Clarence B. Riker is still well known, at least in name, to entomologists, but a casual poll of my birding colleagues here in northern New Jersey came up blank.
Riker, born in November 1863, met Frank Chapman when both were about 19. Chapman would later write in his Autobiography that
Riker was my age, but he had more initiative… and in the summer of 1884 procured leave from the shipping firm by which he was employed and went up the Amazon as far as Santarem. In 1887 he repeated the trip.
The results of those youthful expeditions were published in a series of articles in the Auk, describing some 400 bird skins Riker had brought back to his home in Maplewood, New Jersey. Among the specimens from Riker‘s first visit to the Neotropics, collected 125 years ago today, was a bizarre furnariid, an adult male
of very striking appearance … entirely different in coloration from any Dendrocolaptine bird….
In 1886, Robert Ridgway described Riker’s bird as a new species, Picolaptes rikeri, thanking the collector:
The type specimen, the only one obtained, was kindly presented to the National Museum by Mr. C.B. Riker … after whom I take pleasure in naming it.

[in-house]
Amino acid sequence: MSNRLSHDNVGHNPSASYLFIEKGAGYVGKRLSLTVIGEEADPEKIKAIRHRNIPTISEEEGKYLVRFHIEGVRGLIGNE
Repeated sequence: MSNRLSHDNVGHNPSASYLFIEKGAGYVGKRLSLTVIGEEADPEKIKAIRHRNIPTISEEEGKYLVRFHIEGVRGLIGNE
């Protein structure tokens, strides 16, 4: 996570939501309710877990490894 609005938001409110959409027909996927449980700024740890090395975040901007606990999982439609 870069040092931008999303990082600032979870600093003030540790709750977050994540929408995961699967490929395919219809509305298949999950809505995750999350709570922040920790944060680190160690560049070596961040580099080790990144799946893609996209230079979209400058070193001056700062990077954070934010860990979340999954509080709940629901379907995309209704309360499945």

We know it today as the point-tailed palmcreeper. With the erection of the new genus Berlepschia by Ridgway in 1887, this became one of the relatively few birds to bear the names of two ornithologists — one of whom lived just a few miles south of us here in New Jersey.
A quarter of a century later, Ridgway was still working through Riker’s Santarem material. As he wrote in 1912, a nunbird our New Jersey colleague collected on June 30, 1887, had
hitherto been referred to M. morphoeus [the white-fronted nunbird] of eastern Brazil, but is decidedly smaller and differs further in the black instead of white malar apex.
Ridgway’s analysis of the Riker specimen and five others led him to describe a new species of nunbird, Monasa rikeri, named, obviously, for the collector of the type.
Unlike the palmcreeper, Riker’s nunbird has not stood the test of taxonomic time, lumped once again with just the “normal” white-fronted nunbird of the nominate race.
Whether that bothered Riker at all I don’t know. My impression, fair or not, is that his ornithological field work ended once he discovered butterflies — a common and lamentable fate still today — but he did continue to provide the AOU his expertise in a different field, as Investment Trustee, a task he performed from the comfortable surroundings of his Kip-Riker Mansion in South Orange.
As we bird the fields and marshes and woodlands of northern New Jersey, we can’t realistically hope to have birds named after us. But we can find some inspiration in remembering our intellectual ancestors and the birds they watched — and the birds they discovered — more than a century ago, here and in the still wild wilds of South America.